“I realized really fast that there wasn’t any voice out there at the time discussing these things. Beauty vloggers had just gotten really big back then.”
Mander was looking for someone relatable on the internet. Someone who had to balance work, school, and a family, while also being healthy. She couldn’t find anything of value that hit on those criteria.
In February 2016 when she started her vlog, Simply Mander, she may have had 1000 Instagram followers. That quickly grew to 10k within the first three months as she started vlogging about cutting, bulking, macros.
“Suddenly, it turned into this educational and lifestyle vlog. I went through a bulk and a cut on my channel for a weightlifting meet but, it also showed other aspects of my life that had nothing to do with dieting.”
Mander’s episodes are clean. They are beautiful to watch and they are informative. When I asked her if she would ever consider turning the vlog into a full-time business and monetize it, her response came without hesitation- she has never been in it for that.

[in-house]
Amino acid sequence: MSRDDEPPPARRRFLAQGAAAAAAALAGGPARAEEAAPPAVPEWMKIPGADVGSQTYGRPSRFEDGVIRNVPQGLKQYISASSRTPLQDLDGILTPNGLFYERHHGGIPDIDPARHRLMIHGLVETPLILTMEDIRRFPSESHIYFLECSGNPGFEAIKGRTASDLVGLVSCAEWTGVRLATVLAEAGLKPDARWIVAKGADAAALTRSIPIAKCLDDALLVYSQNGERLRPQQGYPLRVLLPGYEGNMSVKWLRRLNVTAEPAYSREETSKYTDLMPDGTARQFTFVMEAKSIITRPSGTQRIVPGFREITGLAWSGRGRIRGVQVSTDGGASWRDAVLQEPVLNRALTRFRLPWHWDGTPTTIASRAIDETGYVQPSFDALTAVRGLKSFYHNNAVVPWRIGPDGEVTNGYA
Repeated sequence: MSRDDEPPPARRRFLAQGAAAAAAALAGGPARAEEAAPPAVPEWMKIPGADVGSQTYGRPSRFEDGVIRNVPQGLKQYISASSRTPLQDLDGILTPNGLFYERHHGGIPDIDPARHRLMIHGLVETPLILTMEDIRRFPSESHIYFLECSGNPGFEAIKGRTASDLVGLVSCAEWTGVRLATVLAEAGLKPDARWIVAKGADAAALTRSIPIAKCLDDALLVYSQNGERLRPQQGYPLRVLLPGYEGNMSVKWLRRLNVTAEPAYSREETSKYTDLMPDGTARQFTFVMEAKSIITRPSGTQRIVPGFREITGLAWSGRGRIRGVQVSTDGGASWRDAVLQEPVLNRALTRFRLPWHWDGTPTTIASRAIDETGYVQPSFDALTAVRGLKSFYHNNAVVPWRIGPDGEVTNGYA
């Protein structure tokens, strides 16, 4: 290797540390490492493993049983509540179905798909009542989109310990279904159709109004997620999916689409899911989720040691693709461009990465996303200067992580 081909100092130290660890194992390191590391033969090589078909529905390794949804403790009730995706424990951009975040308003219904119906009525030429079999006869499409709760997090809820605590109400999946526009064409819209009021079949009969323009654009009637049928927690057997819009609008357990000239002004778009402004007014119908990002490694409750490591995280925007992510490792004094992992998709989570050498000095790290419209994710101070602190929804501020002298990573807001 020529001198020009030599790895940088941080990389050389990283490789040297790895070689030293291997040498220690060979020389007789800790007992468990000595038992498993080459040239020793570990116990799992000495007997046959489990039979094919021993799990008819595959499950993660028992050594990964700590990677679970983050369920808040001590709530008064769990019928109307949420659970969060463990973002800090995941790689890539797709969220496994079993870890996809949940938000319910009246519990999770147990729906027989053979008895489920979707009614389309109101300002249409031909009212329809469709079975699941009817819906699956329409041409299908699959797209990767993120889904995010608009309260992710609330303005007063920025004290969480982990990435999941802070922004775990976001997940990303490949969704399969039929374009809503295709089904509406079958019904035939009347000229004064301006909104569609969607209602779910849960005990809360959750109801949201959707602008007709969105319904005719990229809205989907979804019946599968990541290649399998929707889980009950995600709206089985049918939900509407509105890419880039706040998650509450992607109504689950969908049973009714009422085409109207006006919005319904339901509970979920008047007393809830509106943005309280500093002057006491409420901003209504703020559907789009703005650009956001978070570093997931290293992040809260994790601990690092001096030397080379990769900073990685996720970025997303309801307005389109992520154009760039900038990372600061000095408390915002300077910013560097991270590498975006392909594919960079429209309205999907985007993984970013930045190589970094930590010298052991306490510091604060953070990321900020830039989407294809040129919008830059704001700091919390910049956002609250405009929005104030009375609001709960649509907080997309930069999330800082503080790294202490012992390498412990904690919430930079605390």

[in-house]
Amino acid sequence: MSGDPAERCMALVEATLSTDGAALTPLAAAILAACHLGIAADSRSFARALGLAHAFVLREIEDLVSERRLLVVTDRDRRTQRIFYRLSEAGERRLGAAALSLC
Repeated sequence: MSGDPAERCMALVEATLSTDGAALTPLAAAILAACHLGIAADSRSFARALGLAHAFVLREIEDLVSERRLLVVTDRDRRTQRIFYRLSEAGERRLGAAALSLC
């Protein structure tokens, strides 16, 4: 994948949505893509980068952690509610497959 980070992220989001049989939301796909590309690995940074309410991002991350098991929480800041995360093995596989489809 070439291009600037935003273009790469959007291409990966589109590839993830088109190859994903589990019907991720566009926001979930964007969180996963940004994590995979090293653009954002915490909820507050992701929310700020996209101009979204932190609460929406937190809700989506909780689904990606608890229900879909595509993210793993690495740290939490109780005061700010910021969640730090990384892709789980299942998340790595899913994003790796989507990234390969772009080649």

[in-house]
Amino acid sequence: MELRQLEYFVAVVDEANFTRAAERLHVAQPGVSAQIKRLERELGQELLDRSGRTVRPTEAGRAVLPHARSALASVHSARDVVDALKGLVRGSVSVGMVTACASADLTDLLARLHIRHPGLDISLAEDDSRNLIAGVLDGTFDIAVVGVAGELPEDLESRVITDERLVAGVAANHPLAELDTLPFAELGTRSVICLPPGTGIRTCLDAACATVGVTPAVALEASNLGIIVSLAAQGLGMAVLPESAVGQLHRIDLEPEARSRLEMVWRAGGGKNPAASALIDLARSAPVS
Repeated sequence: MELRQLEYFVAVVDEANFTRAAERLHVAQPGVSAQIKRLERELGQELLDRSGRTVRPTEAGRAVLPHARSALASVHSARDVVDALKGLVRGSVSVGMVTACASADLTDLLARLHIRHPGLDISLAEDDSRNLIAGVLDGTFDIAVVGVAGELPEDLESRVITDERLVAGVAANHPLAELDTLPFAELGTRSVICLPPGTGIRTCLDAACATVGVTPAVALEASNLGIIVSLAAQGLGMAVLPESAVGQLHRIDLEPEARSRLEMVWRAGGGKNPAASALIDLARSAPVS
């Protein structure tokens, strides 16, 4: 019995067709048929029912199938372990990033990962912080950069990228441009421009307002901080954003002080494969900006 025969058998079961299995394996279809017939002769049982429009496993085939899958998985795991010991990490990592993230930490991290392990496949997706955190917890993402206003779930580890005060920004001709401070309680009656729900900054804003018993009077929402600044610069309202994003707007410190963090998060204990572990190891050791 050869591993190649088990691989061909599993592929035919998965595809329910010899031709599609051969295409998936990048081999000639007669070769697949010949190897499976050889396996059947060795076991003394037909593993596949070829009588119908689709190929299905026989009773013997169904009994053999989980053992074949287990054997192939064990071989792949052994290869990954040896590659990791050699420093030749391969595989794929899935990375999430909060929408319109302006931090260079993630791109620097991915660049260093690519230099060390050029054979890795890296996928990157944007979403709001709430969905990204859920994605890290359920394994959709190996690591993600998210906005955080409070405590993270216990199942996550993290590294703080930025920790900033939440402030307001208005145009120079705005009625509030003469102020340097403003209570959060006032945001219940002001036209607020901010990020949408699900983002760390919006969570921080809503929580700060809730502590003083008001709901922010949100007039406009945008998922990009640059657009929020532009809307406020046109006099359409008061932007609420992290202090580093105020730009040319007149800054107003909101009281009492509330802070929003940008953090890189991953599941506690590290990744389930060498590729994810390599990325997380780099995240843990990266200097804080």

“Turning this into career has never been my driving factor. I knew right off the bat I was never going to make a ton of money with it. Not only do you need millions of followers, but you also need to also pay out the royalties for partially copyrighted songs, which takes money away from making content.”
Mander also would like to keep the vlog as a side hustle because she thinks that content begins to suffer when you monetize it.
“You can tell the people who are doing this for a living and those just putting out content to get money from it. When someone is forced to make content you’re not as passionate about it.”
Much of Mander’s interest in nutrition has stemmed from her own digestive issues as a child that followed her into adulthood. Mander had a stomach infection caused by bacteria that went undetected during her adolescence. Since then, she struggles to digest foods that are high in fat.
“The way I eat now leaves me feeling really, really good. I truly enjoy what I’m eating. If I didn’t I wouldn’t continue counting [macros]. It’s just a normal part of my routine now.”